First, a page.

The University of Wisconsin Press
Cultural Studies / Popular Culture / Childhood
Rituals and Patterns in Children's Lives
Edited by Kathy Merlock Jackson
A Ray and Pat Browne Book
"While some speculate that ritual in American society is waning, nothing could be further from the truth. Rituals are in flux, reflecting . . . changing trends and the power of American mass culture."Kathy Merlock Jackson
- Trick-or-treating. Flower girls. Bedtime stories. Bar and bat mitzvah. In a nation of increasing ethnic, familial, and technological complexity, the patterns of children's lives both persist and evolve. This book considers how such events shape identity and transmit cultural norms, asking such questions as:
- How do immigrant families negotiate between old traditions and new?
- What does it mean when children engage in ritual insults and sick jokes?
- How does playing with dolls reflect and construct feelings of racial identity?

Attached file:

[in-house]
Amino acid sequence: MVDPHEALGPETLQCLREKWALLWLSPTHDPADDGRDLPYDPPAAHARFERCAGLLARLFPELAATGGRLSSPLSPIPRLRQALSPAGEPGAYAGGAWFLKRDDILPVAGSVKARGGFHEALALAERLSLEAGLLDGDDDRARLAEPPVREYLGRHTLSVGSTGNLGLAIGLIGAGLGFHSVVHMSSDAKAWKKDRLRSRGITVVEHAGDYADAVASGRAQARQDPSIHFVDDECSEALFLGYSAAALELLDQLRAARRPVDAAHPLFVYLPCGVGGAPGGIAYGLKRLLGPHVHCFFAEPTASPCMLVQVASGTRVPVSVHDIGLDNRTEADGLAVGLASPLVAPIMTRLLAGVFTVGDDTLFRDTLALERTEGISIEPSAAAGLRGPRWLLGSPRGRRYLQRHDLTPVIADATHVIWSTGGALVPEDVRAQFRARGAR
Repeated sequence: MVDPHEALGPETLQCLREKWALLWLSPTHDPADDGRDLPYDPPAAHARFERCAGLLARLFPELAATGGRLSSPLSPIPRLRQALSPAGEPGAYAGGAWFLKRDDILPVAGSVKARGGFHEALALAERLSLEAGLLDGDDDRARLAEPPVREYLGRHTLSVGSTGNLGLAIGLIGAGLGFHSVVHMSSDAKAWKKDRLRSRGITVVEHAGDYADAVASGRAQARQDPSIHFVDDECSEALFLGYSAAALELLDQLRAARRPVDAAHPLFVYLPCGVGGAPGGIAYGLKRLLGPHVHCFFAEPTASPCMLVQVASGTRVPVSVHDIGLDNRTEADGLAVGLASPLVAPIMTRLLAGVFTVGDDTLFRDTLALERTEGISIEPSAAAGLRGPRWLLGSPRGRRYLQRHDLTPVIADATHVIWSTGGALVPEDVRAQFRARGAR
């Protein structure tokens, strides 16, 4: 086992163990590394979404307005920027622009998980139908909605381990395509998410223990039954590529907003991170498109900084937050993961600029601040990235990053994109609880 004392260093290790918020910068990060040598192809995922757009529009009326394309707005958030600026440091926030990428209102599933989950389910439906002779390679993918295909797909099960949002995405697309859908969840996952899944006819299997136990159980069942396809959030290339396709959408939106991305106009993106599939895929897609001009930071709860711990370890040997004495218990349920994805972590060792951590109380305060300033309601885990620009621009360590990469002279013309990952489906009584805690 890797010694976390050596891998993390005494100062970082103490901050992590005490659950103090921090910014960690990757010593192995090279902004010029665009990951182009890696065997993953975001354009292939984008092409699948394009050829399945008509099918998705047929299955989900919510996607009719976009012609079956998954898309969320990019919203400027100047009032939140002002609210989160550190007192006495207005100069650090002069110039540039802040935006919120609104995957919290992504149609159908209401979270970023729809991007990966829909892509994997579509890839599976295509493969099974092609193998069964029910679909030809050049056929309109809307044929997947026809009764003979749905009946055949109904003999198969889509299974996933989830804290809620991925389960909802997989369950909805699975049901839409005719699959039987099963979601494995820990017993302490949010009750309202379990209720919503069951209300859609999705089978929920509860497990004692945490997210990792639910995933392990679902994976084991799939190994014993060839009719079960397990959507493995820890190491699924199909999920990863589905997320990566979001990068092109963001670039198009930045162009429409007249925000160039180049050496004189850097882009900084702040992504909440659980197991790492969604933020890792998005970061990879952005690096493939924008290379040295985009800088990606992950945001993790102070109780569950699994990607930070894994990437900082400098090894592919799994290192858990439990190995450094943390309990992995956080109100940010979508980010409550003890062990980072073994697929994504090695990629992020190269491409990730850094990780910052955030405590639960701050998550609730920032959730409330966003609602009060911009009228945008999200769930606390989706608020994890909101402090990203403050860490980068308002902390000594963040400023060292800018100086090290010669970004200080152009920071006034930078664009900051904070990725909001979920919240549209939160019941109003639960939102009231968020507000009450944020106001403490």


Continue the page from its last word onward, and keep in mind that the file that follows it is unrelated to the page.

- What does it mean for a child to be "flower-girl material"? How does that role cement a girl's bond to her family and initiate her into society?
- What is the function of masks and costumes, and why do children yearn for these accoutrements of disguise?
Rituals and Patterns in Children's Lives suggests the manifold ways in which America's children come to know their society and themselves.
Kathy Merlock Jackson is Batten Professor and coordinator of communications at Virginia Wesleyan College. She coedits the Journal of American Culture.
Inquiries regarding review copies, events, and interviews can be directed to the publicity department at firstname.lastname@example.org or (608) 263-0734.
LC: 2004025632 GT
296 pp. 6 x 9
9 b/w photos, 8 b/w line drawings
Cloth $45.00 s
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